As another Microsoft competitor once put it, “there's no step three”.

Let the Games Begin

For those in the .NET space, Oracle and Java may seem like a galaxy far, far away, but it won't take long before the deal makes itself felt.

To begin with, Oracle's acquisition of Java breathes new life into a platform that has traditionally defined itself via the open-source community. In fact, Sun's anemic performance over the last decade has led the Java community to largely fend for itself in a way that the .NET community has never had to. This lack of leadership from Sun has created a very libertarian environment in which vendor tools are treated with suspicion until proven successful, an almost exact opposite reaction to the average Microsoft shop's attitude to things coming from Redmond. The (presumed) injection of Oracle's money, energy and commitment into this environment could actually give the Java community some stronger leadership, and potentially start matching Microsoft's innovations (on things like language-Java still looks in many ways like C# 1.0) stride-for-stride.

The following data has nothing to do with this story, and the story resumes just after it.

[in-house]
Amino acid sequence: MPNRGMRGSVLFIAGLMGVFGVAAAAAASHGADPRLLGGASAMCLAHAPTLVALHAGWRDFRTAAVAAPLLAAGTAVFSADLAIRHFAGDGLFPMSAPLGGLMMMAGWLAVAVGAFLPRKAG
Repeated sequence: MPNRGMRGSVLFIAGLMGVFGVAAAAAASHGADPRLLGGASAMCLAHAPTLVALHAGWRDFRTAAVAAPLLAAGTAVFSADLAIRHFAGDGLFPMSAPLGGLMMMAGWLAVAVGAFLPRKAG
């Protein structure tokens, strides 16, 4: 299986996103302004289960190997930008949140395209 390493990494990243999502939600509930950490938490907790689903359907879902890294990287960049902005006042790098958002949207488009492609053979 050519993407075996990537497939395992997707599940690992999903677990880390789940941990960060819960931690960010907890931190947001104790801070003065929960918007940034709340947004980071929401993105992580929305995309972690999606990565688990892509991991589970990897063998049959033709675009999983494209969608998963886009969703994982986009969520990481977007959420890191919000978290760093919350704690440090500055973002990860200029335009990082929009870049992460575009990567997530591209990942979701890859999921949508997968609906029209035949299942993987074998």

This means that Microsoft can expect a pretty strong “push” from Oracle on a number of fronts, both technical and marketing. The Oracle database has always been seen by large-scale enterprise environments as the preferential front-runner against SQL Server, and Java has so deeply entrenched itself in the large-scale enterprise application arena that some Java developers have taken to calling it “the COBOL of the 21st Century”. Now, Oracle's new position as database and application server and programming platform and hardware server vendor is going to give Microsoft a serious challenge in the Fortune 500 space, and Larry's never been one to let that kind of marketing opportunity slide.